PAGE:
A Musical Trip to Armenia
Ashot Zograbyan was the guest composer at a performance
of Armenian music by Creo April 14, 2003 at Chandler Recital Hall. Mr. Zograbyan (b.1945) was
invited to the stage at the conclusion of the concert where he commented that he
was pleased to have his music heard in such a fine hall and performed with such a high
level of accomplishment.
Song was very much a part of the evening; mezzo Lisa Relaford Coston
sang with power and clarity. When I asked the composer about Ms. Coston's performance
he commented that she immediately grasped what he was asking for in his song. She did
not have to work at it. "It is a gift that you are born with" he went on to say. "She is a
natural singer with a very smooth delivery."
Armenia is a rugged mountainous republic with 3.5 million people.
About one third
of the country's population lives in the capital, Yerevan, which is the home of
the Komitas Conservatory. While a student at the conservatory Mr. Zograbyan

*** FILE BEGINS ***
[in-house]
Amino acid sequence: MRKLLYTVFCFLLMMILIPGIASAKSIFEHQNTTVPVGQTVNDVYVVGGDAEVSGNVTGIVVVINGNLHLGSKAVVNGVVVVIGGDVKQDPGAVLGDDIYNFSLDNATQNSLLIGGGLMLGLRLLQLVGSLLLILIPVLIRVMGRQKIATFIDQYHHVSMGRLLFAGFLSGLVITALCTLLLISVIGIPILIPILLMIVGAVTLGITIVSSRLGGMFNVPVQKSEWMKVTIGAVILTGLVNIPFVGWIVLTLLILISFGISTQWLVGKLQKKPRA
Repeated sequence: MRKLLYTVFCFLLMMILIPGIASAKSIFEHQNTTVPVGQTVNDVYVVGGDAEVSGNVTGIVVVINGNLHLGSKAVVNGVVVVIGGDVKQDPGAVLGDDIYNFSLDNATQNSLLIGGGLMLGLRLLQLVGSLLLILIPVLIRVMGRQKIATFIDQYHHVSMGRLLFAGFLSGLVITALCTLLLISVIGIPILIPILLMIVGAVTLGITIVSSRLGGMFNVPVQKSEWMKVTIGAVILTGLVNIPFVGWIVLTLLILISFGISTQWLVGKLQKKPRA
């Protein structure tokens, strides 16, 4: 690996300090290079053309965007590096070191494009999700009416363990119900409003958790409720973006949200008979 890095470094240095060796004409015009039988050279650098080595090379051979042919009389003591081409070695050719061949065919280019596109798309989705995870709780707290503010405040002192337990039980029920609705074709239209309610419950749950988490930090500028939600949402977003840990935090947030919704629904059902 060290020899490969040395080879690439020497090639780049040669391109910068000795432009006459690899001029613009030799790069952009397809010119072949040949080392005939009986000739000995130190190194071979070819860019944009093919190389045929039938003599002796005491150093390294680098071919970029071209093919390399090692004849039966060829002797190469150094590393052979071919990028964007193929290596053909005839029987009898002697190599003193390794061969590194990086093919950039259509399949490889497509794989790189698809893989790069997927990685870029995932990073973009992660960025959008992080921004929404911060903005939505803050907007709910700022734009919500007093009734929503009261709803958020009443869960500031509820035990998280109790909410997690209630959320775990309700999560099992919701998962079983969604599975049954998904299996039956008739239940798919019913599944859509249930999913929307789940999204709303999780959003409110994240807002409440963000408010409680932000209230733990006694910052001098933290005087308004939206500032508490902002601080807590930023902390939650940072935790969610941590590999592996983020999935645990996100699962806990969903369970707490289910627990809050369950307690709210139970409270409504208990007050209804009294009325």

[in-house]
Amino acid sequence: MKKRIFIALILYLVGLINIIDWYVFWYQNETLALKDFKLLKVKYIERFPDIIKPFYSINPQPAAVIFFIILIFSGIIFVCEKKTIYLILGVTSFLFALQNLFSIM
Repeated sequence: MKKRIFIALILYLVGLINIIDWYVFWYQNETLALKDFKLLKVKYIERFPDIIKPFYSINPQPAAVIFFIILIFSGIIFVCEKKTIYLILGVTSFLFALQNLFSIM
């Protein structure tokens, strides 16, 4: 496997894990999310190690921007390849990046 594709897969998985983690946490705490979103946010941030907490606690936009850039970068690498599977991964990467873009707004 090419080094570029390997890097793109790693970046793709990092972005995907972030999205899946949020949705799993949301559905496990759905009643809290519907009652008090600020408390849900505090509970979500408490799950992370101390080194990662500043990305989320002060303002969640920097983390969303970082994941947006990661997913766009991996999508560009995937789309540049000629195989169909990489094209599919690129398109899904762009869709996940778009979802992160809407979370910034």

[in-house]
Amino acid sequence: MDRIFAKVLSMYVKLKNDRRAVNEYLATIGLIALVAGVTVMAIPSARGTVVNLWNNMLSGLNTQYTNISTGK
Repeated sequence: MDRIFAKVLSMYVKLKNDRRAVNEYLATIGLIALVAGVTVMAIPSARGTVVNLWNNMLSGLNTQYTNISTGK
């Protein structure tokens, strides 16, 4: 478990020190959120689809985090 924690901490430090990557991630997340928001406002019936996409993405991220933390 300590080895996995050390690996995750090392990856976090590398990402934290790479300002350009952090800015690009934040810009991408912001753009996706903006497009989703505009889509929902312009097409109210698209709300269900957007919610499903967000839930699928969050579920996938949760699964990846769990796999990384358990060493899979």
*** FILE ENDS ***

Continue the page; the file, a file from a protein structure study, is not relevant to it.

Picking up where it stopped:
wrote a number of chamber pieces for various instrumental combinations. Two
of these pieces were on the program.
Elegy "An den Knaben Elis" is a song
for mezzo-soprano, cello, clarinet and piano with a text by German poet-symbolist
Georg Trakl (1887-1914). Elis is a young boy who has died before the poem begins.
In questioning the composer whether he sets words and phrases for meaning or "Do
you strive for an overall mood?" He replied "I set every phrase for precise meaning of
that phrase." The opening instrumental music of the piece is evocative of dark
forests and blackbirds, both symbols of death. Even so this piece is not gloomy
and when he sets the phrase "Yet with supple steps you traverse a night", "night"
is set very sweetly. There is a warm easy acceptance of this major part of human
existence. There is a section of loud, intense and exuberant music where the
voice is treated as another instrument. The piece ends with a fine, thin
cello note that fades away, expressive of the idea that our silence in death is "the final
gold of a dying star." The excellent cellist was Sungzhin Peter Lee. See Issue
#19 for more about the poet and his psychology.
In Sonata for Cello and Piano (1977), Zograbyan's
second piece, the cello is played by Tanya Anisimova with Andrey Kasparov at the
piano. This piece in three main sections is typical of the composer. "It is an
amalgam of Armenian folk elements and western contemporary music." The plaintive